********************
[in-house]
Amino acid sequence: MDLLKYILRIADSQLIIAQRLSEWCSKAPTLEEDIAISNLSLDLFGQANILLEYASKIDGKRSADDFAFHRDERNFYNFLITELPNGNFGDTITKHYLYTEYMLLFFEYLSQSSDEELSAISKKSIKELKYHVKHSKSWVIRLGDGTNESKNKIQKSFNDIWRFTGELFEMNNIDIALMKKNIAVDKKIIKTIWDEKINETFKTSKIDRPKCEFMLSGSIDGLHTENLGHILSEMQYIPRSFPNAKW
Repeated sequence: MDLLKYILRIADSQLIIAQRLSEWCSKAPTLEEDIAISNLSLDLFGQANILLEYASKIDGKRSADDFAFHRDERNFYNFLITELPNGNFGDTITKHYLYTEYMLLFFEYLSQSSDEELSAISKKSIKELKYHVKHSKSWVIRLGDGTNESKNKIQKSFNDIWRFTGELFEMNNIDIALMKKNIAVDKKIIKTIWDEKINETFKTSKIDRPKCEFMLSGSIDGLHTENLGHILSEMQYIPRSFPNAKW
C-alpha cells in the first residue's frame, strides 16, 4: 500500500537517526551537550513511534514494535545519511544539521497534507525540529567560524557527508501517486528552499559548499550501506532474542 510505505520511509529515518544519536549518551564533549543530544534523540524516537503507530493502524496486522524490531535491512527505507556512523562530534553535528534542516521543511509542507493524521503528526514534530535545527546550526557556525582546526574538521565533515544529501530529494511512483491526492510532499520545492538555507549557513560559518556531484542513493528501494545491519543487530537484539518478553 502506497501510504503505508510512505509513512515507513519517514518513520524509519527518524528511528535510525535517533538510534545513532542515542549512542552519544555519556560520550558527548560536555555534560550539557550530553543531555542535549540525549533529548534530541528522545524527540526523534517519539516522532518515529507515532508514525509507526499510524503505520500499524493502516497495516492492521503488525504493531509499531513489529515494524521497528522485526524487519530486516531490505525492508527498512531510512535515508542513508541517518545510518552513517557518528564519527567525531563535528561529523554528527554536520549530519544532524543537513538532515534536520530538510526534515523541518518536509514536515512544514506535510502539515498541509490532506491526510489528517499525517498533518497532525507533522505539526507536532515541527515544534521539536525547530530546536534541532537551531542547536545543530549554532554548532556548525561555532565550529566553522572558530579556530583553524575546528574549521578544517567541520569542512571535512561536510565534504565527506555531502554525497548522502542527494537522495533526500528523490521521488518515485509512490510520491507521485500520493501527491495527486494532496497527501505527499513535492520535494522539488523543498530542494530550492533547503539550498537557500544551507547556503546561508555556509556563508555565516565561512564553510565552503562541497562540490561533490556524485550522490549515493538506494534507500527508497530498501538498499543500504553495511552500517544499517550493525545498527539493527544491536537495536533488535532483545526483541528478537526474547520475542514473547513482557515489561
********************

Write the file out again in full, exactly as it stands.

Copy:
[in-house]
Amino acid sequence: MDLLKYILRIADSQLIIAQRLSEWCSKAPTLEEDIAISNLSLDLFGQANILLEYASKIDGKRSADDFAFHRDERNFYNFLITELPNGNFGDTITKHYLYTEYMLLFFEYLSQSSDEELSAISKKSIKELKYHVKHSKSWVIRLGDGTNESKNKIQKSFNDIWRFTGELFEMNNIDIALMKKNIAVDKKIIKTIWDEKINETFKTSKIDRPKCEFMLSGSIDGLHTENLGHILSEMQYIPRSFPNAKW
Repeated sequence: MDLLKYILRIADSQLIIAQRLSEWCSKAPTLEEDIAISNLSLDLFGQANILLEYASKIDGKRSADDFAFHRDERNFYNFLITELPNGNFGDTITKHYLYTEYMLLFFEYLSQSSDEELSAISKKSIKELKYHVKHSKSWVIRLGDGTNESKNKIQKSFNDIWRFTGELFEMNNIDIALMKKNIAVDKKIIKTIWDEKINETFKTSKIDRPKCEFMLSGSIDGLHTENLGHILSEMQYIPRSFPNAKW
C-alpha cells in the first residue's frame, strides 16, 4: 500500500537517526551537550513511534514494535545519511544539521497534507525540529567560524557527508501517486528552499559548499550501506532474542 510505505520511509529515518544519536549518551564533549543530544534523540524516537503507530493502524496486522524490531535491512527505507556512523562530534553535528534542516521543511509542507493524521503528526514534530535545527546550526557556525582546526574538521565533515544529501530529494511512483491526492510532499520545492538555507549557513560559518556531484542513493528501494545491519543487530537484539518478553 502506497501510504503505508510512505509513512515507513519517514518513520524509519527518524528511528535510525535517533538510534545513532542515542549512542552519544555519556560520550558527548560536555555534560550539557550530553543531555542535549540525549533529548534530541528522545524527540526523534517519539516522532518515529507515532508514525509507526499510524503505520500499524493502516497495516492492521503488525504493531509499531513489529515494524521497528522485526524487519530486516531490505525492508527498512531510512535515508542513508541517518545510518552513517557518528564519527567525531563535528561529523554528527554536520549530519544532524543537513538532515534536520530538510526534515523541518518536509514536515512544514506535510502539515498541509490532506491526510489528517499525517498533518497532525507533522505539526507536532515541527515544534521539536525547530530546536534541532537551531542547536545543530549554532554548532556548525561555532565550529566553522572558530579556530583553524575546528574549521578544517567541520569542512571535512561536510565534504565527506555531502554525497548522502542527494537522495533526500528523490521521488518515485509512490510520491507521485500520493501527491495527486494532496497527501505527499513535492520535494522539488523543498530542494530550492533547503539550498537557500544551507547556503546561508555556509556563508555565516565561512564553510565552503562541497562540490561533490556524485550522490549515493538506494534507500527508497530498501538498499543500504553495511552500517544499517550493525545498527539493527544491536537495536533488535532483545526483541528478537526474547520475542514473547513482557515489561